Sunday, December 28, 2008

Remember When?

Remember when New York Real Estate only went up?  Well, that was then, this is now.  New York Real Estate, in REAL terms, will not be going up for the next decade or 2 (or 3).  Inventories of YEARS in the counties surrounding Manhattan, and a full year for Manhattan itself, are only going to grow longer and longer.  The data in this article only reflect the people who committed before the markets went off a cliff.  Wait till you see these numbers next year.  Wall Street is now Floor Street (as in flat on the FLOOR), and it ain't getting up again soon.  Who do you think was bidding up these properties?  City employees?  Say good night, Gracie... "Good night, Gracie".

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I had this to say in my July 24, 2008 post, "Don't confuse brains with a bull market":
Home prices will continue to fall, defaults will continue to rise, and the banking system is technically insolvent. The Oil import volume into the U.S. will decline from this point forward, making the value of any property that is dependent upon cheap and abundant fuel for its egress, provisioning, and maintenance worth less and less and less, etc... This negative feedback loop will continue until all of the silly, worthless subdivisions that are standing on productive, VALUABLE farm land have been removed from the surface of the earth. The process might take 20 or 25 years to complete - but think about it: That means the "DEMAND DESTRUCTION" you hear tell about in the media regarding energy will apply to suburban and exurban housing at a rate of 4 to 5% per year.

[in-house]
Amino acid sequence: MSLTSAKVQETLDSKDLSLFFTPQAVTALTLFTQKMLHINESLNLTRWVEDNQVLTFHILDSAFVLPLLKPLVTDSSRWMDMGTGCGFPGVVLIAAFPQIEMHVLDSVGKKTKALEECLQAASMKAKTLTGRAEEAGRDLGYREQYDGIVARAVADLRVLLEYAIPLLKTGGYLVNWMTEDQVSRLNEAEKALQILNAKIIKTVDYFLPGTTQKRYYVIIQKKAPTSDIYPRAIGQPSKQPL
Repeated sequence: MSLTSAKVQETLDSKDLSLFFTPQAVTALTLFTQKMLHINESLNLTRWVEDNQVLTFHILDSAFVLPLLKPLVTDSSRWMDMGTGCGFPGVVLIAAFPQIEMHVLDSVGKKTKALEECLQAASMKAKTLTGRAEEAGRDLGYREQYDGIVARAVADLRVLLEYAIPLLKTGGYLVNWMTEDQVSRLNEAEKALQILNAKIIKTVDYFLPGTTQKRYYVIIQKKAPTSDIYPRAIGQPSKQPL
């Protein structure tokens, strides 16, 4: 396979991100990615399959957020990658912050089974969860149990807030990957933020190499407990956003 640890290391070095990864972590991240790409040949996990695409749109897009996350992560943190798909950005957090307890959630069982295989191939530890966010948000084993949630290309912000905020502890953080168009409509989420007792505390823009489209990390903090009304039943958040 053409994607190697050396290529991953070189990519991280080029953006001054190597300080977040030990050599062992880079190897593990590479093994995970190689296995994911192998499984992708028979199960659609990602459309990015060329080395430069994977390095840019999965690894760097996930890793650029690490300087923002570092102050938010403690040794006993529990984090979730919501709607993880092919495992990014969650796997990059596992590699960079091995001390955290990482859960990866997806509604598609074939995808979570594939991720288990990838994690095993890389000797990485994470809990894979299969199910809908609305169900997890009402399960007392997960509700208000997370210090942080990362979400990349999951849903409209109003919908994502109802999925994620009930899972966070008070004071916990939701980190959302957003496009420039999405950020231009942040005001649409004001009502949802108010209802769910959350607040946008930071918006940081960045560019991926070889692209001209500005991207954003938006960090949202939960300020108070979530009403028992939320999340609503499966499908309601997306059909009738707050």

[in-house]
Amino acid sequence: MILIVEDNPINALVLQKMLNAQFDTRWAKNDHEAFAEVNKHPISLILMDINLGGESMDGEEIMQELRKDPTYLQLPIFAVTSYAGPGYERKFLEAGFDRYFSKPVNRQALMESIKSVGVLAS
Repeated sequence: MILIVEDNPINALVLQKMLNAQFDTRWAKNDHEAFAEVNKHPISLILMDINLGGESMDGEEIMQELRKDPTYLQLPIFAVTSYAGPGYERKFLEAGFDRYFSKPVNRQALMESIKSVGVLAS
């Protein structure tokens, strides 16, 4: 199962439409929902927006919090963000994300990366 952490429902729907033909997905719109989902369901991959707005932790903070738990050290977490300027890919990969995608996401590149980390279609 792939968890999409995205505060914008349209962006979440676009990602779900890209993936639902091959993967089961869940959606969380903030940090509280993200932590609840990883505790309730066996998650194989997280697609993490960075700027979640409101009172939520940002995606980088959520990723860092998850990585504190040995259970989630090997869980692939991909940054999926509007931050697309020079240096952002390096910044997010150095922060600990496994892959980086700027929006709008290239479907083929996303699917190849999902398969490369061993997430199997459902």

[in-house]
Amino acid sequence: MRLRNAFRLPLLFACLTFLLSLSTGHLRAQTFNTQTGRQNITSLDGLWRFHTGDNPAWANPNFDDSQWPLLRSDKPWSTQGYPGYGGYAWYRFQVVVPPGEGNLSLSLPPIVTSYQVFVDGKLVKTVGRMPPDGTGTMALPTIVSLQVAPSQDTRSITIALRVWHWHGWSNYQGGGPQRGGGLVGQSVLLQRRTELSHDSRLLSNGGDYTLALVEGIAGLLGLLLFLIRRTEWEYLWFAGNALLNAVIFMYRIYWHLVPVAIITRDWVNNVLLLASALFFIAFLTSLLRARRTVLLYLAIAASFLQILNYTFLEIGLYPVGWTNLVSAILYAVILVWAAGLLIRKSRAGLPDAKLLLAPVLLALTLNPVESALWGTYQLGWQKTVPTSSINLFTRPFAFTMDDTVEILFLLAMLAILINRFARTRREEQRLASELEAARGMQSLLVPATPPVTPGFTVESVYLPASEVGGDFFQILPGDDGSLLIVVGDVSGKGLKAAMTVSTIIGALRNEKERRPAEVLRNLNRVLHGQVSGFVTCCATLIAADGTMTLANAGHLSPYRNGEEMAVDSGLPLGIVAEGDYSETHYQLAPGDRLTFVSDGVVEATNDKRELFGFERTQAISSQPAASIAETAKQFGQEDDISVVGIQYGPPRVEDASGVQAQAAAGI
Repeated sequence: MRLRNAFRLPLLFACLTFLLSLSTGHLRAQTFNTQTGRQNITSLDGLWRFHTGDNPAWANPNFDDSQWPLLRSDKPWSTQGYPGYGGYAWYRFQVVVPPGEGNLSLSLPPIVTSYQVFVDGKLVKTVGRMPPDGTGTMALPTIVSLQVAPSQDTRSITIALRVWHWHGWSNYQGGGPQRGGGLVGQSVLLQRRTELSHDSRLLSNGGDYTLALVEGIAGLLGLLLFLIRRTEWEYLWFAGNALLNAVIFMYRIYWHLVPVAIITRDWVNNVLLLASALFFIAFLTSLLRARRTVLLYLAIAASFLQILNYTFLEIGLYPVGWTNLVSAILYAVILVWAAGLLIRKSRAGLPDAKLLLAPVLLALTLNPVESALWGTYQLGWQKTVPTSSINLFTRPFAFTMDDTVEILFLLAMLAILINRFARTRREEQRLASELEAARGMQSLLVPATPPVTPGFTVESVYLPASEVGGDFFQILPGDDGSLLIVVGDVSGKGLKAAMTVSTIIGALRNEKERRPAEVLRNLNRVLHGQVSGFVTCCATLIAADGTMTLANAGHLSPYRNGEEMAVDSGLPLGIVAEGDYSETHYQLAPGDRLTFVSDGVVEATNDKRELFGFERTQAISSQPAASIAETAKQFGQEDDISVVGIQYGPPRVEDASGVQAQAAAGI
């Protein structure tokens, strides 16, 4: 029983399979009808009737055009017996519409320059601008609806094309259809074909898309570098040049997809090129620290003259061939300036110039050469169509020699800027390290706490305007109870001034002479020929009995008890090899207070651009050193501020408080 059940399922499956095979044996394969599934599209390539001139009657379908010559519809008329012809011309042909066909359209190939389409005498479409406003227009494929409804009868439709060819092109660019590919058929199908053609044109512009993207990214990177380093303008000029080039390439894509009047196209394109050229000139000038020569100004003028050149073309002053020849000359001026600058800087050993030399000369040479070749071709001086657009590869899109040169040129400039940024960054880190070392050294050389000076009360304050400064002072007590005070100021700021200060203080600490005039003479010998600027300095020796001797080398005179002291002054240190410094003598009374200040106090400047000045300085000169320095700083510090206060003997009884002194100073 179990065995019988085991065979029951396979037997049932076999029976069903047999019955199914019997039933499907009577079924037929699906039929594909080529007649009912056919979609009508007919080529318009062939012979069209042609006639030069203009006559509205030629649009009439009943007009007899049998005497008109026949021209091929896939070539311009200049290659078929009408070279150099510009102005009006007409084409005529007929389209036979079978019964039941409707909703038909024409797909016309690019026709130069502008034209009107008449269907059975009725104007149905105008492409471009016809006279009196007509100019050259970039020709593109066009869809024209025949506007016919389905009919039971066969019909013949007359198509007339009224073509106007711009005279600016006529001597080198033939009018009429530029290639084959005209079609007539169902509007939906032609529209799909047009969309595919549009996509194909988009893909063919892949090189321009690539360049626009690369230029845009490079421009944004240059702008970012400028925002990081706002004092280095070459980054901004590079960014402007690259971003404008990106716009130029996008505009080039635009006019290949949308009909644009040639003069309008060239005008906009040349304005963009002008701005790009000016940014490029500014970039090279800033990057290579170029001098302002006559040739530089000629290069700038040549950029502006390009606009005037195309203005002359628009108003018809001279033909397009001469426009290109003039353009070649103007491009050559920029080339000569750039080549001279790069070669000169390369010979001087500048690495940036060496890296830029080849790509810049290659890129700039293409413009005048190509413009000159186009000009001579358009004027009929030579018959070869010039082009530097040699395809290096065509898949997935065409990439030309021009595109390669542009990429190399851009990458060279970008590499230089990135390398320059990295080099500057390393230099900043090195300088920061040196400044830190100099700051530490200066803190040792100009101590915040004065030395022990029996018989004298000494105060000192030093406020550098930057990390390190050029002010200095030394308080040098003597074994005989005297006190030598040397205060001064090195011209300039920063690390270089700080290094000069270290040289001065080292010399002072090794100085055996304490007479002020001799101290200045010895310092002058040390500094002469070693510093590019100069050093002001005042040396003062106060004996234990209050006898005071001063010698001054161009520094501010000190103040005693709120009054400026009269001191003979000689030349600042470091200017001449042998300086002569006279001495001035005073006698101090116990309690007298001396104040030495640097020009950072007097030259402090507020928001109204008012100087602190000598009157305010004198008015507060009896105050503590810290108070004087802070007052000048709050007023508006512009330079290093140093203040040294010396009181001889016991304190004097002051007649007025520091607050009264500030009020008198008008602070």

Still think that Fannie Mae, Freddie Mac, Washington Mutual, Wachovia, Citi, and the rest of these miscreants will survive? Really?

What we are witnessing is mass denial, confusion, and desperation at the Federal level. For the past 2 years we have been bombarded with attempted manipulations from the Fed, U.S. Treasury, The National Association of Realtors, etc... and myriad smaller equally desperate interest groups (nothing special about them.) The housing crisis is "contained", then housing prices were bottoming. When this did not come to pass, the "bottom is in sight" became the mantra in the Mainstream Media. And just where does the MSM get their data? From the very folks that cannot, under any circumstance, vary from the script.

It is the improper response that will do most of the damage as business as usual is not an option. Government's refusal to cut their budgets. The Individual's insistence that "THEY" will do something.

I regularly receive comments and emails from folks that seem to believe that the "rate of change" will be a rapid one. While I think that is possible, as I have posted many, many, many times before, I believe it will be a slow, steady, grinding unfolding of events. If, as I believe the most likely outcome, that U.S. oil imports go from circa 13mm barrels per day in 2007 to circa 5mm barrels in 2020, it won't be the end of the world. But it will be the end of the U.S.$, suburbia, the bulk of the value of social programs, defaults by the Pension Benefit Guarantee Corp. and Fannie & Freddie, and a litany of other issues foreseen and unforeseen.
Fannie, Freddie, Wachovia, and Washington Mutual are gone.  The Pension Benefit Guarantee Corporation is on deck, and the big social programs will be gutted before the end of the next decade.